Ok, ok…before I begin Top Ten Tuesday, the weekly meme by That Artsy Reader Girl, I have to confess to you guys that I’m a bit biased, as my choices for favorite short stories are a bit old-fashioned. Even though I read short stories and novellas all the time, I just don’t think anything comes really close to classics. Also keep in mind that I used to be a middle school teacher, so naturally a lot of classic stories pop up in kid’s textbooks. When you’ve read something umpteen times over the years, you can quote it with your eyes closed. Naturally you grow to like it too.
- “The Lottery” by Shirley Jackson – A small town’s terrifying ritual gone amok. I used to teach this story to my 7th grade students and pass out a small slip of folded paper with an ‘X’ on it to illustrate the plot.
- “Patriotism” by Yukio Mishima – Japanese writer’s story about a man and his wife committing seppuku (ritual suicide) in response to a military defeat. Strangely beautiful and mad deep.
- “The Tell Tale Heart” by Edgar Allan Poe – Another story I used to teach to my students. They used to love this!
- “Wild Child” by T.C. Boyle – Historical fiction account of Victor of Aveyron, the first documented “feral” child, in 1800’s France.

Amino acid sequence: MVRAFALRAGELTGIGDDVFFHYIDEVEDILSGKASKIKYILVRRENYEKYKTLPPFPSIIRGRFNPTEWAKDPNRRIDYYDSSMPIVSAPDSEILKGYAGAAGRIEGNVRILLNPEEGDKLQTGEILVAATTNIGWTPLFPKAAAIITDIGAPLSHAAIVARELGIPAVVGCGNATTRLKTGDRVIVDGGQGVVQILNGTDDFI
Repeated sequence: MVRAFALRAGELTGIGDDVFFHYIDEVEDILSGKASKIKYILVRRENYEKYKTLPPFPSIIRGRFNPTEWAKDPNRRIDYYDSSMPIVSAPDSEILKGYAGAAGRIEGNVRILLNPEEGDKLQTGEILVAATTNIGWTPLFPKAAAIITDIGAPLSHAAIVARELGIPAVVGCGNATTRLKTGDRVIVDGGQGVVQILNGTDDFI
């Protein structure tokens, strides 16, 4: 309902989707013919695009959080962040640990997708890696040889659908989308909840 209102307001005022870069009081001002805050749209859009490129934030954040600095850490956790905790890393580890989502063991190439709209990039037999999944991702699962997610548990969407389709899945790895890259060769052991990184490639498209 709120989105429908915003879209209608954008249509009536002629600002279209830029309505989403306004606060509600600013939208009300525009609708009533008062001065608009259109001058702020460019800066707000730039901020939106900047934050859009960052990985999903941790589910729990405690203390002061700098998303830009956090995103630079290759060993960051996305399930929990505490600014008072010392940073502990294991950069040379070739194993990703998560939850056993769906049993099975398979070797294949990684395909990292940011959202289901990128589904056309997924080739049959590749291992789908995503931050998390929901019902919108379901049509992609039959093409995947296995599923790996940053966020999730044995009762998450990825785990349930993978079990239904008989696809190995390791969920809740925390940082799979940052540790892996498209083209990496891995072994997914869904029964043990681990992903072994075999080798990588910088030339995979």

- “1922” by Stephen King – Greed and betrayal and rats. The Netflix movie was pretty close to the novella, thankfully.
- “Thank You, Ma’am” by Langston Hughes – A little boy gets more he bargained for when he tries to snatch a woman’s purse.
- “The Necklace” by Guy de Maupassant – Another one in my 7th grade curriculum about fakery and the power of an authentic life. There’s a twist at the end that always gets me, every time.
- “A Very Old Man with Enormous Wings” by Gabriel Garcia Marquez – Magical realism to tell a satirical tale about ignorance vs. power of freedom, or flight.
- “The Story of an Hour” by Kate Chopin – Story about a woman who loses her husband, then gains him back, and then dies–all within an hour. Powerful feminist message here too.
- “All Summer in a Day” by Ray Bradbury – Science fiction story about a class of students on Venus, where it rains constantly and the sun comes out for only one hour every seven years. My 6th graders used to like this one–lots.